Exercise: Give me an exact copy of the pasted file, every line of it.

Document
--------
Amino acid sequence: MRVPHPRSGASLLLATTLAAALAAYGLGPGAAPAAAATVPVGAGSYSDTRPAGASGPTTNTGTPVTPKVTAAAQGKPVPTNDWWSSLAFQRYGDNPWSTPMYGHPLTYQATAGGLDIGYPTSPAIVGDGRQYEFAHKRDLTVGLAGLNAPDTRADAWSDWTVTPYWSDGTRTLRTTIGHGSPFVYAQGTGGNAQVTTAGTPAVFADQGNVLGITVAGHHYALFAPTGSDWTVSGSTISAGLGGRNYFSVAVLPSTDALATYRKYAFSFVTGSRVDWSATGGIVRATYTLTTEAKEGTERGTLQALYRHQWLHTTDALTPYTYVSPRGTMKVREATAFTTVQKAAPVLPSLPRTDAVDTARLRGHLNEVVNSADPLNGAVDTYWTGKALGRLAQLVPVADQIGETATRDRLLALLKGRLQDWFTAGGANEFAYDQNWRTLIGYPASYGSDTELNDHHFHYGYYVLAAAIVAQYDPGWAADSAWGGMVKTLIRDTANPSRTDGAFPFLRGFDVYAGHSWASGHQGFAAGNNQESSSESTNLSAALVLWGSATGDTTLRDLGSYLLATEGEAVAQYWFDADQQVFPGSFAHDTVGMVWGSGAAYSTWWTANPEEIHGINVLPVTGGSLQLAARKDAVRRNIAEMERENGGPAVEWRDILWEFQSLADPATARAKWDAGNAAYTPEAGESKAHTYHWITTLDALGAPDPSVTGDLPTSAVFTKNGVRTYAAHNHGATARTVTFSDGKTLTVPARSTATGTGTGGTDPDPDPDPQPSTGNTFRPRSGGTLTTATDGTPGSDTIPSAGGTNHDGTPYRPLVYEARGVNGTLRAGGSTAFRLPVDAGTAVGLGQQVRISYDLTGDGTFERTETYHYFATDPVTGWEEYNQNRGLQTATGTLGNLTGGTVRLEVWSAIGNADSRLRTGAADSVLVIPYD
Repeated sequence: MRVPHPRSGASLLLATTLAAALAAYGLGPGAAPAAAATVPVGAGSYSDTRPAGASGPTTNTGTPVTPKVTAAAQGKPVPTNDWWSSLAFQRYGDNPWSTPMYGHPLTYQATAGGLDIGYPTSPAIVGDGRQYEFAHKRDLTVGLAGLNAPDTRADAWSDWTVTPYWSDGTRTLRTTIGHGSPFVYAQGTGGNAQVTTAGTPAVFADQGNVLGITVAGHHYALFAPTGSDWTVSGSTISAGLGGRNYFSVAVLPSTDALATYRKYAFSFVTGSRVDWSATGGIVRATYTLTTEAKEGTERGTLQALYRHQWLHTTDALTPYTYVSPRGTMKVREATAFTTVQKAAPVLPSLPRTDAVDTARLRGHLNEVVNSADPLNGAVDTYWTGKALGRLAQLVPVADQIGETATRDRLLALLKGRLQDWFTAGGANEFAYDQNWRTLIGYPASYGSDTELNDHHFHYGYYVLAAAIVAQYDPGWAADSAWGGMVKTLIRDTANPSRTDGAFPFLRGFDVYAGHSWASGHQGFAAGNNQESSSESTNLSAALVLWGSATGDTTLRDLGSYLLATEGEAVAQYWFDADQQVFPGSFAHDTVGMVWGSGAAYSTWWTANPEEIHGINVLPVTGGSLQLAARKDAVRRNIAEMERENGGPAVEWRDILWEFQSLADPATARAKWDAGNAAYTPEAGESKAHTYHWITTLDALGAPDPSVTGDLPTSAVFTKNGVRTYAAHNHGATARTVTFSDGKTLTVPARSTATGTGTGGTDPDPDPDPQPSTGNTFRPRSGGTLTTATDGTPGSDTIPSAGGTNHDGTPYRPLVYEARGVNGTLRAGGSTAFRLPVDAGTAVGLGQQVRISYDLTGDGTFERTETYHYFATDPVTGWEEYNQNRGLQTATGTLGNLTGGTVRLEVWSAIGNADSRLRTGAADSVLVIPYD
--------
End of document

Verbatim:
Amino acid sequence: MRVPHPRSGASLLLATTLAAALAAYGLGPGAAPAAAATVPVGAGSYSDTRPAGASGPTTNTGTPVTPKVTAAAQGKPVPTNDWWSSLAFQRYGDNPWSTPMYGHPLTYQATAGGLDIGYPTSPAIVGDGRQYEFAHKRDLTVGLAGLNAPDTRADAWSDWTVTPYWSDGTRTLRTTIGHGSPFVYAQGTGGNAQVTTAGTPAVFADQGNVLGITVAGHHYALFAPTGSDWTVSGSTISAGLGGRNYFSVAVLPSTDALATYRKYAFSFVTGSRVDWSATGGIVRATYTLTTEAKEGTERGTLQALYRHQWLHTTDALTPYTYVSPRGTMKVREATAFTTVQKAAPVLPSLPRTDAVDTARLRGHLNEVVNSADPLNGAVDTYWTGKALGRLAQLVPVADQIGETATRDRLLALLKGRLQDWFTAGGANEFAYDQNWRTLIGYPASYGSDTELNDHHFHYGYYVLAAAIVAQYDPGWAADSAWGGMVKTLIRDTANPSRTDGAFPFLRGFDVYAGHSWASGHQGFAAGNNQESSSESTNLSAALVLWGSATGDTTLRDLGSYLLATEGEAVAQYWFDADQQVFPGSFAHDTVGMVWGSGAAYSTWWTANPEEIHGINVLPVTGGSLQLAARKDAVRRNIAEMERENGGPAVEWRDILWEFQSLADPATARAKWDAGNAAYTPEAGESKAHTYHWITTLDALGAPDPSVTGDLPTSAVFTKNGVRTYAAHNHGATARTVTFSDGKTLTVPARSTATGTGTGGTDPDPDPDPQPSTGNTFRPRSGGTLTTATDGTPGSDTIPSAGGTNHDGTPYRPLVYEARGVNGTLRAGGSTAFRLPVDAGTAVGLGQQVRISYDLTGDGTFERTETYHYFATDPVTGWEEYNQNRGLQTATGTLGNLTGGTVRLEVWSAIGNADSRLRTGAADSVLVIPYD
Repeated sequence: MRVPHPRSGASLLLATTLAAALAAYGLGPGAAPAAAATVPVGAGSYSDTRPAGASGPTTNTGTPVTPKVTAAAQGKPVPTNDWWSSLAFQRYGDNPWSTPMYGHPLTYQATAGGLDIGYPTSPAIVGDGRQYEFAHKRDLTVGLAGLNAPDTRADAWSDWTVTPYWSDGTRTLRTTIGHGSPFVYAQGTGGNAQVTTAGTPAVFADQGNVLGITVAGHHYALFAPTGSDWTVSGSTISAGLGGRNYFSVAVLPSTDALATYRKYAFSFVTGSRVDWSATGGIVRATYTLTTEAKEGTERGTLQALYRHQWLHTTDALTPYTYVSPRGTMKVREATAFTTVQKAAPVLPSLPRTDAVDTARLRGHLNEVVNSADPLNGAVDTYWTGKALGRLAQLVPVADQIGETATRDRLLALLKGRLQDWFTAGGANEFAYDQNWRTLIGYPASYGSDTELNDHHFHYGYYVLAAAIVAQYDPGWAADSAWGGMVKTLIRDTANPSRTDGAFPFLRGFDVYAGHSWASGHQGFAAGNNQESSSESTNLSAALVLWGSATGDTTLRDLGSYLLATEGEAVAQYWFDADQQVFPGSFAHDTVGMVWGSGAAYSTWWTANPEEIHGINVLPVTGGSLQLAARKDAVRRNIAEMERENGGPAVEWRDILWEFQSLADPATARAKWDAGNAAYTPEAGESKAHTYHWITTLDALGAPDPSVTGDLPTSAVFTKNGVRTYAAHNHGATARTVTFSDGKTLTVPARSTATGTGTGGTDPDPDPDPQPSTGNTFRPRSGGTLTTATDGTPGSDTIPSAGGTNHDGTPYRPLVYEARGVNGTLRAGGSTAFRLPVDAGTAVGLGQQVRISYDLTGDGTFERTETYHYFATDPVTGWEEYNQNRGLQTATGTLGNLTGGTVRLEVWSAIGNADSRLRTGAADSVLVIPYD